At the end of the day, my course is going to be one of many that a student will take in their lifetime. I would consider myself blessed if they leave my class having learned the material that the course was designed for and think of me as a nice person, they got to spend some time with during a semester in their second or third year of college.

How would you like to be remembered by your students?

Katherine

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Weekly Reflections

To be honest not much was going on last week. It is mostly spent between homeschooling, teaching summer courses, and starting to prep for the fall semester. As the fourth week of summer courses comes to a close, I feel that things are going much better than I expected. In the beginning, I felt a bit overwhelmed especially since I only had a week between finishing grading final exams and the starting to teach for the summer. I have settled into the courses and so have the students. Things are humming along, and we are all doing our work, which in many ways is comforting especially since we are still up in the air as far as COVID-19 goes.

All of the students are submitting their work on time, which I hope I don’t jinx myself, hahaha. No, one is complaining about anything. It’s too quiet. What gives? Should I start to worry or consider this part of the new normal? Are students are appreciating the effort I am making and are happy that they are able to continue to take courses from the comfort of their homes? Who knows? But I am running with that assumption for now, as my graduate course has 30 students when the last two summers it was canceled because of low enrollment.  A pandemic can do a lot to a person’s perspective and appreciation of things they did not pay attention to before like going to the supermarket and not having to wait 30 minutes in a line outside the store and to find the good paper towels or toilet paper as well.

Speaking of new and old, I am curious to see how things will work themselves out this fall as we are gearing up for another difficult year full of uncertainty. Many of my colleagues are not taking the summer off to rest and rejuvenate from a long and difficult year they are opting to work all summer, so they don’t have a repeat of the spring 2020 semester. Personally, I am about halfway done with my fall course prep. How are you preparing for the fall?

Katherine

 

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Things I like and don’t like about Blackboard?

Let me start by saying that when I first started teaching online for the university, the only LMS they offered was Blackboard, I hated it because it wasn’t as intuitive or user-friendly as Moodle. I was exposed to Moodle when I was taking courses online for the Tesol Certificate on teaching online. That was in in 2005 fast forward 15 years later I have come to appreciate Blackboard as it has evolved as much as I have. The thing I like the most is the structure it offers because I have found that while teaching online, students need structure and predictability. They also don’t like spending too much time looking for things in different spots and in all sorts of different folders. If you send students on a treasure hunt looking for the homework, readings, and videos for the whole semester they because extremely frustrated and angry. It that was very stressful for me and my students, so I began experimenting with all sorts of different tool that were in Blackboard and outside of Blackboard. Today I will talk about the tools that I like and don’t like on Blackboard.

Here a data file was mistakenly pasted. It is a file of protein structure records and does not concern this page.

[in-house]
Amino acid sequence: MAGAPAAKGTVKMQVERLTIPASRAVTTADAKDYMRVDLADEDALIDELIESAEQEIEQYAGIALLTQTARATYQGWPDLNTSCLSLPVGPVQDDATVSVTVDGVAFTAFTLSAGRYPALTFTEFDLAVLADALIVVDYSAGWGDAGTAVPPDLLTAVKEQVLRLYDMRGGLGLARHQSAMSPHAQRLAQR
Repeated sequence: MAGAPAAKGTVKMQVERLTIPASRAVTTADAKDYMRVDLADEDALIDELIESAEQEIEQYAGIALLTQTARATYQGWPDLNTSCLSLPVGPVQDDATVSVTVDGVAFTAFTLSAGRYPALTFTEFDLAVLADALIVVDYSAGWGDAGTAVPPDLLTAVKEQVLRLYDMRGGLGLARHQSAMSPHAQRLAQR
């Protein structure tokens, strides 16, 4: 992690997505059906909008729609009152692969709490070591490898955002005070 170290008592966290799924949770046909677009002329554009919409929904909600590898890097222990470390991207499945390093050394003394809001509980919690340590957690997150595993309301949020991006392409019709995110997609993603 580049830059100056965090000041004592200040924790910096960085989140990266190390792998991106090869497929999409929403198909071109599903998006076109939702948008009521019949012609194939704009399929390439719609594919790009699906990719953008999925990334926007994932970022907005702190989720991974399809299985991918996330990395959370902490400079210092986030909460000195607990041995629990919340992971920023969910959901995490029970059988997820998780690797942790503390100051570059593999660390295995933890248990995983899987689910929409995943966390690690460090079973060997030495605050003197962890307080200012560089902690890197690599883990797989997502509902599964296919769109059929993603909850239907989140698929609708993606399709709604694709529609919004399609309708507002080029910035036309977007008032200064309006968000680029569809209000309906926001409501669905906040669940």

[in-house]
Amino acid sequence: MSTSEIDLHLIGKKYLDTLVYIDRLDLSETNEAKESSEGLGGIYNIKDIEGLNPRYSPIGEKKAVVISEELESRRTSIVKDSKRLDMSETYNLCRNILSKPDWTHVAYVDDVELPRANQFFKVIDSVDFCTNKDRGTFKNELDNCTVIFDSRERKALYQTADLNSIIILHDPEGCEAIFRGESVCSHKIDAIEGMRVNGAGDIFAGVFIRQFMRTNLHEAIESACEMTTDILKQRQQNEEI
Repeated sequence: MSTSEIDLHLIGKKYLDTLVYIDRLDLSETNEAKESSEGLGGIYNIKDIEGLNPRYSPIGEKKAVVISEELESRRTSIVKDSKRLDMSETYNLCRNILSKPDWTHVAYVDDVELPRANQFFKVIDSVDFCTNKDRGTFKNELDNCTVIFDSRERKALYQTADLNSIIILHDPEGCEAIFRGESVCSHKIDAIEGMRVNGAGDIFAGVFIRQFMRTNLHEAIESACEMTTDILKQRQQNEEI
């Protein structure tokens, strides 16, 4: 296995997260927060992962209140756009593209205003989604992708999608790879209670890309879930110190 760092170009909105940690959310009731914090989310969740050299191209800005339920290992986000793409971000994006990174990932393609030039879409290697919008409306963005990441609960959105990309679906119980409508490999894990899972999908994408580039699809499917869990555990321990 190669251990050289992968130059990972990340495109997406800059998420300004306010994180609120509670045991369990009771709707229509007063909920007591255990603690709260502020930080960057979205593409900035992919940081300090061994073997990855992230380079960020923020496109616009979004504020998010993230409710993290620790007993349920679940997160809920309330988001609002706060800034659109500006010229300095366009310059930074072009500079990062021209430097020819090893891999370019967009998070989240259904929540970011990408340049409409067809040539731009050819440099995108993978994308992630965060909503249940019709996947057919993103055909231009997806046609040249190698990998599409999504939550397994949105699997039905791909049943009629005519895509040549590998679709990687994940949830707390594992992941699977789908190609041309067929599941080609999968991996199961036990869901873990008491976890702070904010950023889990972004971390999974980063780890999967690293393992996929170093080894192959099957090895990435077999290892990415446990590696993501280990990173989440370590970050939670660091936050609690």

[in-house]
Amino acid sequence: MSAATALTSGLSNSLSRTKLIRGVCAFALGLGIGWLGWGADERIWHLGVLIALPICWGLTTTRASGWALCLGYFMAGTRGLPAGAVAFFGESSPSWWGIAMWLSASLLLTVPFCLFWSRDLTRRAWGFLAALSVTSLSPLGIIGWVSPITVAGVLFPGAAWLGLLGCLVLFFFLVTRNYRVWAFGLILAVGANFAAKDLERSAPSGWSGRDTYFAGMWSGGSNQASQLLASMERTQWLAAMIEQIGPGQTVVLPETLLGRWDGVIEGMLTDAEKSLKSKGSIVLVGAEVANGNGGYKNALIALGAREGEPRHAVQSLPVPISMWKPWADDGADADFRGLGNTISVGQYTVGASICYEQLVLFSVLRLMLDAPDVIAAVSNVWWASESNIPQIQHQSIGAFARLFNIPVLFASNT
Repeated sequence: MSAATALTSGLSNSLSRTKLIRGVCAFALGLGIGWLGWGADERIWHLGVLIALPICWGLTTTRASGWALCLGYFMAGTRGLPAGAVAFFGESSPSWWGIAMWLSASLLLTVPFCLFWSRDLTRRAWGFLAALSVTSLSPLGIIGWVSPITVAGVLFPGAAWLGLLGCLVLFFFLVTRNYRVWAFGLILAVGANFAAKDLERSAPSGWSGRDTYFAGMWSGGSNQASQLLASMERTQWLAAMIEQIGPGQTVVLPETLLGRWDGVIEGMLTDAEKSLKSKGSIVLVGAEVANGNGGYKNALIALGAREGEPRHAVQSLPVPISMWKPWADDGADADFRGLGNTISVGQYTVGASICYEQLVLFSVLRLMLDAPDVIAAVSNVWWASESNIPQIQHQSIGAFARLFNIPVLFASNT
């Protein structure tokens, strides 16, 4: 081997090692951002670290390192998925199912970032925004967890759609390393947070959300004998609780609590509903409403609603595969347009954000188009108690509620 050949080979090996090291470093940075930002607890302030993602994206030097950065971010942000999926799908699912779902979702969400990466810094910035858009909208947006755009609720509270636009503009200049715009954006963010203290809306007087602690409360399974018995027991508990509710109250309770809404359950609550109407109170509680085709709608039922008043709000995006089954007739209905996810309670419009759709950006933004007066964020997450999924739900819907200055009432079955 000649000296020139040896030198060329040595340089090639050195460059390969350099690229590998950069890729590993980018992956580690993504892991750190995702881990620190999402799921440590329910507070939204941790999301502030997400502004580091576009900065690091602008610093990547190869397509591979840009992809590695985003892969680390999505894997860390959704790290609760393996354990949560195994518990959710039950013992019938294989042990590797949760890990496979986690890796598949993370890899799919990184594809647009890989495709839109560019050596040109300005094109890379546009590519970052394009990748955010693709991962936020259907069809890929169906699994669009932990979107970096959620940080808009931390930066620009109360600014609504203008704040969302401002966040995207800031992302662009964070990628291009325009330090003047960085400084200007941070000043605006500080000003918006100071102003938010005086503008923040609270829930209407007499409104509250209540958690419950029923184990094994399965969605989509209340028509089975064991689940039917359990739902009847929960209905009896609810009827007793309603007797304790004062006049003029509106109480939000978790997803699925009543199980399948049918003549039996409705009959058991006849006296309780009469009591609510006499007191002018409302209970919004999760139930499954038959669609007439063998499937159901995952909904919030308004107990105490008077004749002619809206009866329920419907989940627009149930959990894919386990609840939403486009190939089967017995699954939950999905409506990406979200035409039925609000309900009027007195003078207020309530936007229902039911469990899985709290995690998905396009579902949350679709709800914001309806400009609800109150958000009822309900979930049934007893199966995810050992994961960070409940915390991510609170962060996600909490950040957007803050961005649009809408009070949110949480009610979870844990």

Tools I like:

  1. The “Lesson Plan” tool, as it helps create a structured course because I can keep all of the information the students need for the week in one folder. In this tool I am able to include links, assignment dropboxes, connect to a specific blog and/or discussion thread, etc.
  2. The “My Messages” is another good tool because it keeps all of the students’ messages in one place and nothing ever gets lost.
  3. The “Announcement” tool allows me to send one message to all of my students at once straight to their email which so convenient when I need to quickly respond to everyone or let them know about something that is going on without having to log out and log into another website.
  4. The “Blog”, this tool is great since it allows students to reflect on what is going on and they can also read and respond to each other.
  5. The Sign-up sheet, I use this tool to have students’ sign-up for their group assignment. The feature I like the most is that it allows students to choose the group they want to be in.
  6. The reports tool is amazing because it allows me to see where my students have gone in the course and if they did the work, they say they did. I know it sounds like big brother, but it comes in handy when you have a dispute with a student.
  7. “SafeAssign” is another great tool that Blackboard created to detect if a student has plagiarized or not. It takes out the guesswork. The other thing that is nice about this tool is that it so easy to add it to an assignment and it does the work for me.